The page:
In humanity’s current existential climate crisis, leftists who see any hope for humanity put our faith in movements. Without movements relentlessly pressuring them to do the right thing, politicians of both US major parties—especially at the crucial national and state levels—will remain their bought-off pro-corporate warmongering selves, and powerful corporate media will provide them propaganda cover.
US media providing propaganda cover for politicians doing the wrong thing has been “a thing” almost forever, especially in foreign policy, where we’ve persistently done the murderous wrong thing in distant lands most Americans know or care little about. Among almost countless instances, the Vietnam and Iraq wars spring powerfully to mind. Our government lied, our media spread their lies, and our government mass-murdered, while We the People helped foot the bill with our taxes. But even where tax-cutting was all the rage, as in the “Dubya” Bush administration, no cost was too high for wars elites wanted— unwittingly providing a powerful argument for supporters of modern monetary theory (MMT).
With the stakes higher than ever, when doing the wrong thing now bears a hideous climate price tag, our government is at it again. While Naomi Klein titled her groundbreaking book on climate politics This Changes Everything, for our bought-off Republican and Democrat warmongers, humanity’s climate crisis evidently changes nothing, and the business-as-usual of illegal, murderous US regime change remains the order of the day. If our intentions in Venezuelan aren’t murderous, why put a proven amoral butcher like Elliot Abrams in charge of things? Under the PR stunt cover of US humanitarian aid to Venezuela (a self-serving political stunt the Red Cross and the UN warned the US not to try), Abrams may already be up to his old trick of smuggling arms to Venezuelan rebels. While our corporate media—acting yet again as our warmongering government’s propaganda arm—almost universally applauds.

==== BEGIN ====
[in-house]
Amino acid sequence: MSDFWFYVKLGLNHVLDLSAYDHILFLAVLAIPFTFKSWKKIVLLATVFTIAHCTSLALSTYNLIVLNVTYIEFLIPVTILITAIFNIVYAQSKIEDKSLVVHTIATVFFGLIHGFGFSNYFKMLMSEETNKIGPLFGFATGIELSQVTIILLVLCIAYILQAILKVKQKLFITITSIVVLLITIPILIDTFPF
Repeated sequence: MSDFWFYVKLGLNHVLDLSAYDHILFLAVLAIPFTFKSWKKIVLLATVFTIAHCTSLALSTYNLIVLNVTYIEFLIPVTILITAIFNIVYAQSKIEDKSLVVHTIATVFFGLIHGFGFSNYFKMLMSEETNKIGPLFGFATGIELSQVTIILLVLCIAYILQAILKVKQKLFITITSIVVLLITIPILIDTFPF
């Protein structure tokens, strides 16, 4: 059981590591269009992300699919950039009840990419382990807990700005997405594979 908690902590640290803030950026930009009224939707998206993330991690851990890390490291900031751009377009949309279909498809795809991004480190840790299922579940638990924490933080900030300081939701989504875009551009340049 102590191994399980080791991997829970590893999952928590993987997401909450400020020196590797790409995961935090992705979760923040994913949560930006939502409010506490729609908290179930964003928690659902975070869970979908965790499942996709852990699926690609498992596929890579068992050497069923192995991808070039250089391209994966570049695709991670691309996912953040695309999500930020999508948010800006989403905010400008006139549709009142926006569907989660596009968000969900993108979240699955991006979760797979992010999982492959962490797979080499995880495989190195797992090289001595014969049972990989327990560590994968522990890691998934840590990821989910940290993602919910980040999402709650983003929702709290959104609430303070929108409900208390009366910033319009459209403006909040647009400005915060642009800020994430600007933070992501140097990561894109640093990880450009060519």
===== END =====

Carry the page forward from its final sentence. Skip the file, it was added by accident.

A Moment of Truth for Sunrise and the Poor People’s Campaign
For those of us leftists who put faith in politically oriented movements—like the Sunrise Movement and the Poor People’s Campaign (PPC)—our illegal Venezuelan coup poses a serious quandary. If both movements fail to protest a catastrophic policy that sabotages their own stated aims, they lend credence to leftist critics who regard such movements as hopelessly naïve or compromised (chiefly by fear of offending Democrat politicians and their supporting media) and therefore useless. And perhaps the most damning critics are important, skeptical leftists (like Anthony Monteiro and Chris Hedges, cited below) who treat both movements as unworthy of even discussing.
Now, both the Sunrise Movement and the PPC have a type of protective coloration that tends to shield them from direct leftist criticism. With Sunrise, perhaps an unwillingness to criticize apparently sincere, idealistic young people with a great cause forces leftist critics to focus on Sunrise political ally Alexandria Ocasio-Cortez (AOC) or the current (Sunrise-supported) Congressional resolution on the Green New Deal (GND). Leftist articles criticizing AOC and the Green New Deal—and generally both together—abound; see here and here for two characteristic leftist critiques.
As for the PPC, shielding from direct leftist criticism apparently stems from a fear of looking racist (or at least unsympathetic to a heavily black movement inspired by Martin Luther King). Even the Black Agenda Report’s principled black leftists have published precisely one direct critique of today’s PPC, though many (perhaps most) of their pieces imply critique of the PPC’s silence over many injustices—especially militarist ones—publicly condemned by Dr. King. That Duboisian scholar Anthony Monteiro can rightly say that only movement pressure can make Democrats serious about their leftist “talking points”—without even citing the PPC, not even for criticism—is typical and telling. What does it tell us that serious black leftists, stressing the urgent need for movements, deign not even discuss a present-day PPC claiming the moral legacy of Martin Luther King?